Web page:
Mining in the Nordic Countries

A comparative review of legislation and taxation

image of Mining in the Nordic Countries

The last few years have seen a lot of activity within the Nordic mining industry. New mines have opened, but there have also been cases of bankruptcies. Heightened activity has in turn led to discussions on the role of legislation and taxation in ensuring that mining contributes to sustainable development. At the same time, a number of voluntary sustainability initiatives have appeared.For historic reasons, the Nordic countries share a lot of similarities with regards to legislation. And not least with regards to environmental laws, the EU has contributed to further harmonisation, even among the non-member states Iceland and Norway. Yet important differences exist. Legal revisions are sometimes the result of much-publicised problems, so experiences in each country plays an important role.An overview of taxation also indicates both similarities and differences.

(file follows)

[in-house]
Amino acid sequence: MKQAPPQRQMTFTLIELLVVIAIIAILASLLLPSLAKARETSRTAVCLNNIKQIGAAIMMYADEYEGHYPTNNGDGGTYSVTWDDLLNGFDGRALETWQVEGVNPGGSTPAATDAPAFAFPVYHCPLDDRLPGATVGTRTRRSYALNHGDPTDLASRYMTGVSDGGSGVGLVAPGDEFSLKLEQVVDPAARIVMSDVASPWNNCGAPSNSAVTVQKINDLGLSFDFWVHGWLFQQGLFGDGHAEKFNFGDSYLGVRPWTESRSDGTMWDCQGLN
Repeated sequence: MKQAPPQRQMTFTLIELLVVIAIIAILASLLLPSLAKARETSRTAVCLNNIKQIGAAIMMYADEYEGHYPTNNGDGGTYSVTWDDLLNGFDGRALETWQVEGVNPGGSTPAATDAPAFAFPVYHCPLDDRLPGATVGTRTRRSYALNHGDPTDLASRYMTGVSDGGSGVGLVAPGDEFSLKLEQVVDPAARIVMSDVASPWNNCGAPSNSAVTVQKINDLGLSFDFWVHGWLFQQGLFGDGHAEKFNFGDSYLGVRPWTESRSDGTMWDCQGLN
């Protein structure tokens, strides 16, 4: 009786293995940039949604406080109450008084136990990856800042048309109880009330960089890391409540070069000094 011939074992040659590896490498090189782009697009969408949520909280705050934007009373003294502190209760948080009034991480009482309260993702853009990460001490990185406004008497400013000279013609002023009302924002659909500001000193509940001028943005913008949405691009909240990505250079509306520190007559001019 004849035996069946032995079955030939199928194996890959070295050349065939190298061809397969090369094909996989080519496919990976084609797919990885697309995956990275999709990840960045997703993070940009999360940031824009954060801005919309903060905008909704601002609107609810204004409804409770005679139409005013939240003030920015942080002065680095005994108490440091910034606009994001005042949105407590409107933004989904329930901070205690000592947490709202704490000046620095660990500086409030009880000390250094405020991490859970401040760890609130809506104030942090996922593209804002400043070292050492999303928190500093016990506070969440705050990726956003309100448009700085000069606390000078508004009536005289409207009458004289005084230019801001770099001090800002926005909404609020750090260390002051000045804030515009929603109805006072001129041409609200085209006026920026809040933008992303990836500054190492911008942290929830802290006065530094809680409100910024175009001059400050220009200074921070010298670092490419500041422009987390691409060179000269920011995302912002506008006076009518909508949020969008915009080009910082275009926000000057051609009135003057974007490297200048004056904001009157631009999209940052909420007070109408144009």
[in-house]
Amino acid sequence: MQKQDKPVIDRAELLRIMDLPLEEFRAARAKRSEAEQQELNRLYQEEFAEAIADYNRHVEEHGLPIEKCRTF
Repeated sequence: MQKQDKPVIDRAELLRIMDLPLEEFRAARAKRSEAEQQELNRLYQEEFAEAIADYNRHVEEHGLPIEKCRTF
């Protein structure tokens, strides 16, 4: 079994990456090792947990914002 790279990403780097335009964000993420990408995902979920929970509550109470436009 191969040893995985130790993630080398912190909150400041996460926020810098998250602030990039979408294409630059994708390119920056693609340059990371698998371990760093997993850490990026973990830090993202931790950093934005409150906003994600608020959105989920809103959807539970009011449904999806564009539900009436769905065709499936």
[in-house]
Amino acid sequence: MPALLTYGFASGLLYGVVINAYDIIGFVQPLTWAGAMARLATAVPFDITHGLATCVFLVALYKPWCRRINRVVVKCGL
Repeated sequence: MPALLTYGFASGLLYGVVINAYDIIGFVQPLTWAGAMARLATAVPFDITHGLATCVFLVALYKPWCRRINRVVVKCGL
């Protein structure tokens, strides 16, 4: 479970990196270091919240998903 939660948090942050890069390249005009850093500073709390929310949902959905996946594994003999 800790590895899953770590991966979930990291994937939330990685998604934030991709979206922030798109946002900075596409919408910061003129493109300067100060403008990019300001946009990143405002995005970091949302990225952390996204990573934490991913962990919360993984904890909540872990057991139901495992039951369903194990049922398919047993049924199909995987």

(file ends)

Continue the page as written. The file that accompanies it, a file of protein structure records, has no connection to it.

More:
The earlier review of the legal frameworks for mining activities in the Nordic countries has shown that there are a lot of similarities. Especially Finland, Norway and Sweden are comparable, not just with regards to legal situation, but also climate, geology and social context. Not least due to influence from the EU, environmental legislation throughout the Nordic region is comparable. However, differences exist. One regards how stakeholders such as the Sami people or municipalities are included in the process, where Norway seems to have given these a larger say than Finland and Sweden have. Denmark and Iceland do not have as developed a framework for mining as their Nordic peers, for understandable reasons.


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